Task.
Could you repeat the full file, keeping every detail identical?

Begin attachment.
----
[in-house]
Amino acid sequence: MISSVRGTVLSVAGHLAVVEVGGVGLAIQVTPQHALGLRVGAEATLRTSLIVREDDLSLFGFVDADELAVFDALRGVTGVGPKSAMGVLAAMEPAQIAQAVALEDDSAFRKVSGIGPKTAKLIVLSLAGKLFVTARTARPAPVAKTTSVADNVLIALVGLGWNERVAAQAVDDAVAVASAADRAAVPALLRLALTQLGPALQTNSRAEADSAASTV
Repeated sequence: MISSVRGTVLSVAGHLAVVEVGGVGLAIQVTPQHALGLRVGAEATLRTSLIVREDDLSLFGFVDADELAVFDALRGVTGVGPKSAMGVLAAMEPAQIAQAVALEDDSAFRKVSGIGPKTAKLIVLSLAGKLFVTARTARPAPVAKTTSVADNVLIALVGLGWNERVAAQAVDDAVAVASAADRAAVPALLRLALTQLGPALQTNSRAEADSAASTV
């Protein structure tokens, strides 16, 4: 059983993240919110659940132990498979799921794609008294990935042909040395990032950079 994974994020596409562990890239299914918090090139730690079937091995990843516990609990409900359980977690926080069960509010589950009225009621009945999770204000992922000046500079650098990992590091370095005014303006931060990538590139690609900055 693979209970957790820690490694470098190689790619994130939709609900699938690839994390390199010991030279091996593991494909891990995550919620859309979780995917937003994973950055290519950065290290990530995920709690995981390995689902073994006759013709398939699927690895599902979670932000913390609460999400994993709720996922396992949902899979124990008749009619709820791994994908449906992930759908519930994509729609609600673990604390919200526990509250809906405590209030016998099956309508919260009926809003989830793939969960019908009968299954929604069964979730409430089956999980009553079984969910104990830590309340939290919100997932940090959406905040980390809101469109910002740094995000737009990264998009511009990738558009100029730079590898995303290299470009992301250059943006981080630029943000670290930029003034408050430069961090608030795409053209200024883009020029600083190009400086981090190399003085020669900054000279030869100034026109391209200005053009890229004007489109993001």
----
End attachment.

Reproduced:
[in-house]
Amino acid sequence: MISSVRGTVLSVAGHLAVVEVGGVGLAIQVTPQHALGLRVGAEATLRTSLIVREDDLSLFGFVDADELAVFDALRGVTGVGPKSAMGVLAAMEPAQIAQAVALEDDSAFRKVSGIGPKTAKLIVLSLAGKLFVTARTARPAPVAKTTSVADNVLIALVGLGWNERVAAQAVDDAVAVASAADRAAVPALLRLALTQLGPALQTNSRAEADSAASTV
Repeated sequence: MISSVRGTVLSVAGHLAVVEVGGVGLAIQVTPQHALGLRVGAEATLRTSLIVREDDLSLFGFVDADELAVFDALRGVTGVGPKSAMGVLAAMEPAQIAQAVALEDDSAFRKVSGIGPKTAKLIVLSLAGKLFVTARTARPAPVAKTTSVADNVLIALVGLGWNERVAAQAVDDAVAVASAADRAAVPALLRLALTQLGPALQTNSRAEADSAASTV
């Protein structure tokens, strides 16, 4: 059983993240919110659940132990498979799921794609008294990935042909040395990032950079 994974994020596409562990890239299914918090090139730690079937091995990843516990609990409900359980977690926080069960509010589950009225009621009945999770204000992922000046500079650098990992590091370095005014303006931060990538590139690609900055 693979209970957790820690490694470098190689790619994130939709609900699938690839994390390199010991030279091996593991494909891990995550919620859309979780995917937003994973950055290519950065290290990530995920709690995981390995689902073994006759013709398939699927690895599902979670932000913390609460999400994993709720996922396992949902899979124990008749009619709820791994994908449906992930759908519930994509729609609600673990604390919200526990509250809906405590209030016998099956309508919260009926809003989830793939969960019908009968299954929604069964979730409430089956999980009553079984969910104990830590309340939290919100997932940090959406905040980390809101469109910002740094995000737009990264998009511009990738558009100029730079590898995303290299470009992301250059943006981080630029943000670290930029003034408050430069961090608030795409053209200024883009020029600083190009400086981090190399003085020669900054000279030869100034026109391209200005053009890229004007489109993001």